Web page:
P.P.S. there is such a word as magnificus in the Latin lexicon, despite what some might have to say about the verbal forms and facere.
     
    Last edited: Jun 11, 2008
  16. Fraggle Rocker Staff Member

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    You're mixing up your parts of speech. "Genital" is an adjective in the phrase "genital warts." Admittedly that may not be obvious since English is an analytic language and we shove nouns together all the time... bird seed, dog house, business expense, railroad track, etc. But in this case "genital" is taken from the Latin adjective.
    Uh, where do you live? It's the Brits who pronounce it as two syllables: strawd-nry. We speak the language more slowly in America and everybody I've ever known says "extra-ordinary," five syllables just like it's written.
    That would be "magnificend," like "addend" and "subtrahend."
    Real cute! I'll have to start a thread for imaginative etymologies.

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    Words that end in suffixes like -ific, -ify and -ificent are from facere, "to make." Magni-facere means "to make grand." We used to have a shorter word, "magnific." Americans must have got hold of it, unlike the British we like to make words longer.
     
  17. Vkothii Banned Banned

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    Dare I say that etymology has a few gotchas.

    One of which is Classical Latin, but there's no doubt a bit of Greek too, with unusual ancestry.

    The reason for "magnificent" deriving from the Classical "great fig-tree", is that if it came from facere, the word would be magnifactus, not magnificus.

    Which means that dictionaries giving the verb facere (which is pronounced "fac", not "fic"), are giving the wrong etymology for magnificent.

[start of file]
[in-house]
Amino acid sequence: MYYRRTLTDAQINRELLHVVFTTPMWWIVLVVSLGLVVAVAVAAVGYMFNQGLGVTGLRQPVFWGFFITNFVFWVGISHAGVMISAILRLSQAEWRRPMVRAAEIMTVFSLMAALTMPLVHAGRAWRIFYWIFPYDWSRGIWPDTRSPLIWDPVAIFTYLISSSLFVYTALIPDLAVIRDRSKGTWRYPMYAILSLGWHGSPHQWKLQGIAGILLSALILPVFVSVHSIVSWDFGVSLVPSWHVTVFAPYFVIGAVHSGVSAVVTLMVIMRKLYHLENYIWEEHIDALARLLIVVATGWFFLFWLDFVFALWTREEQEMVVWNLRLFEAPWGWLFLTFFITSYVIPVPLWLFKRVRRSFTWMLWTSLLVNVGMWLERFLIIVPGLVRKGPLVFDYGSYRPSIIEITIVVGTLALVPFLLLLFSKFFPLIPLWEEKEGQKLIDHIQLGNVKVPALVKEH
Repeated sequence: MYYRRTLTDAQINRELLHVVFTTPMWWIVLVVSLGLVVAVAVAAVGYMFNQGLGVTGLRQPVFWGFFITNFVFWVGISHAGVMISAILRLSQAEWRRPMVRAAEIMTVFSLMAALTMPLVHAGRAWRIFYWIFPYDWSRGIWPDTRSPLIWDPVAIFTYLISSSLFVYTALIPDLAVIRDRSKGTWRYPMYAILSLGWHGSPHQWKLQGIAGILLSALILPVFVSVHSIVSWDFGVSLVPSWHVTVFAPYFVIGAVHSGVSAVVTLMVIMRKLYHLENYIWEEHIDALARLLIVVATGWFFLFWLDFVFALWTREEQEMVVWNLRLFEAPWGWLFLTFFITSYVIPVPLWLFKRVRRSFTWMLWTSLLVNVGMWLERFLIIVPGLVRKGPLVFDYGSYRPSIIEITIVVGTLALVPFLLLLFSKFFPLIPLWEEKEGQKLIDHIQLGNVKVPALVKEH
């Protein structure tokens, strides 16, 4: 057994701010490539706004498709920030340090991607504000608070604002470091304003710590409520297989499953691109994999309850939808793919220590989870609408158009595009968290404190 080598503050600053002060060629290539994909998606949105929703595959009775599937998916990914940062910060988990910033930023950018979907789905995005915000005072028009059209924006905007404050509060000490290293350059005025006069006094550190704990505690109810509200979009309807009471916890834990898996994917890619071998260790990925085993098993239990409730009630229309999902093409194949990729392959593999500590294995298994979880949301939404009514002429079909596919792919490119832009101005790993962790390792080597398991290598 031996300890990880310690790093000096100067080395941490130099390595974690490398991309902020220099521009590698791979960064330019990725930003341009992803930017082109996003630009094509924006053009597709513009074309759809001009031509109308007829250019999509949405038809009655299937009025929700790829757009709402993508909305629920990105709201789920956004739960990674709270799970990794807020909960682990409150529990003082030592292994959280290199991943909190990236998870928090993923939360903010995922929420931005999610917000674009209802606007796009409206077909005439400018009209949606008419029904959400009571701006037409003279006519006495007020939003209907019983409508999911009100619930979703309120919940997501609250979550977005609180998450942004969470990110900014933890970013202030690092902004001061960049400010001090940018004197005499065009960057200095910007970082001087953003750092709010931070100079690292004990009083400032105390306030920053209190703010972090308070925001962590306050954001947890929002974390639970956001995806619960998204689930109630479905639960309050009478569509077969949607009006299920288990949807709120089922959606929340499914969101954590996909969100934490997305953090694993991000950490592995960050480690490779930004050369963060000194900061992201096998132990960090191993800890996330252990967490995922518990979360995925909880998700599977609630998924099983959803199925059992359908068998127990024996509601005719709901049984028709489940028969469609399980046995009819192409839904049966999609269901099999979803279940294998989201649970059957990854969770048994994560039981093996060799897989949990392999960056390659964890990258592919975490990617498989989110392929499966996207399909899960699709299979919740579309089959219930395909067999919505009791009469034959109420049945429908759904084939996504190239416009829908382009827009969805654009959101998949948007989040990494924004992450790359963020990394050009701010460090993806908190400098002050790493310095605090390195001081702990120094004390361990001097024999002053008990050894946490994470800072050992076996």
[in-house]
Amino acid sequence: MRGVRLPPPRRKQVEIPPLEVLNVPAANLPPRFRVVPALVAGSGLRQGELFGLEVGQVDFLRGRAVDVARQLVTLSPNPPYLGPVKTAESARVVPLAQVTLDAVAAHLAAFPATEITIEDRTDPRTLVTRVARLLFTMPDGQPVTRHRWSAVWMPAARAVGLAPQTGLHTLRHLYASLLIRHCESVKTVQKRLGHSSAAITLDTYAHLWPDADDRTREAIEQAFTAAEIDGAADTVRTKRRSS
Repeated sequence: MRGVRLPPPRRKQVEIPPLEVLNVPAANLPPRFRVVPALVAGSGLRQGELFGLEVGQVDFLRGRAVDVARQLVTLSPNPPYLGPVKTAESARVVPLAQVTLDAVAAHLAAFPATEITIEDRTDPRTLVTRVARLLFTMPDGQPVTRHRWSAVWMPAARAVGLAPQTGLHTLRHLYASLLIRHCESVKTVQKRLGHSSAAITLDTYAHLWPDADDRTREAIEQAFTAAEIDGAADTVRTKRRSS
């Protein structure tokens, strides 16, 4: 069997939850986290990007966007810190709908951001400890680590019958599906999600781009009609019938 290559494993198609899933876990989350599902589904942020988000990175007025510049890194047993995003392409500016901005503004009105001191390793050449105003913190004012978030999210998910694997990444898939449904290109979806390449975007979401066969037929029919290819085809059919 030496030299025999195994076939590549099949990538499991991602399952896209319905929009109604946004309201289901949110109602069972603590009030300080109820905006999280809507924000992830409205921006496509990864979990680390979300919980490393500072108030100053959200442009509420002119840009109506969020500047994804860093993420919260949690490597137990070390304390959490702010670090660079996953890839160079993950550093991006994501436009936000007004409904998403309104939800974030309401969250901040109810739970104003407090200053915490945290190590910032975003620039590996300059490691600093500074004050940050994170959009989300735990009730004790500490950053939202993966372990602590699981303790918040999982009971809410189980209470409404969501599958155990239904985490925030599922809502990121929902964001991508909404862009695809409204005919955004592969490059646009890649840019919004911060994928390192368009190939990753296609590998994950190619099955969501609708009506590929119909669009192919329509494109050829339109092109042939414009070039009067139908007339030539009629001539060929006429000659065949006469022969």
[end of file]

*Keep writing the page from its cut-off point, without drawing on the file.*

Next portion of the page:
P.S. That would mean the Latin translation would be more like "the seven great fig-trees", instead of "the magnificent seven".
    Or "it's a large fig-tree day". But that's what the Romans used to say, and it's what we and the other Roman-influenced tongues say.
    Isn't that great fig-tree?
     
    Last edited: Jun 11, 2008
  18. Spud Emperor solanaceous common tater Registered Senior Member

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    Yeah!
    Don't worry Spidergoat.
    I'm hearin' ya, when you say magnificent, I'm doing the full visualisation,.. Your member, a massive fig tree, resplendent with burgeoning ripe figs( Aussie vernacular for knackers), complete with buttress roots (fuck, I really hate having to subtitle my subversive meanderings but I'm so sick of losing 95% of the audience, I've decided to dumb down...Roots = fucks, you know?, past conquests), ..although we're probably getting a little too personal now.

    *sigh* back to the linguistics.
    /why do I bother?

    p.s Orleander's genitalia...'squisito!!
     
  19. Spud Emperor solanaceous common tater Registered Senior Member

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    Nitpicking, but isn't that six syllables..ex tra or din ar y?

    Don't feel bad, I'm sometimes inclined to say 'kshrawd'n'ree.
     
  20. Enmos Staff Member

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    I think it is: Ex-tra-or-di-na-ry.
    So still six syllables, but you got the last three wrong..
     
  21. Spud Emperor solanaceous common tater Registered Senior Member

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    Yeah, yeah, Dennis Moore, galloping through the sword et cet era!

    Forgive me it's a private joke. Only Kremmen and Redarmy would have a chance, and they're not here...FARK!
     
  22. Enmos Staff Member

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    Dictionary.com Unabridged (v 1.1)
    ex·traor·di·nar·y

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  23. Spud Emperor solanaceous common tater Registered Senior Member

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    Di ctio nar y,..got it fucking wrong, whoever heard of traor?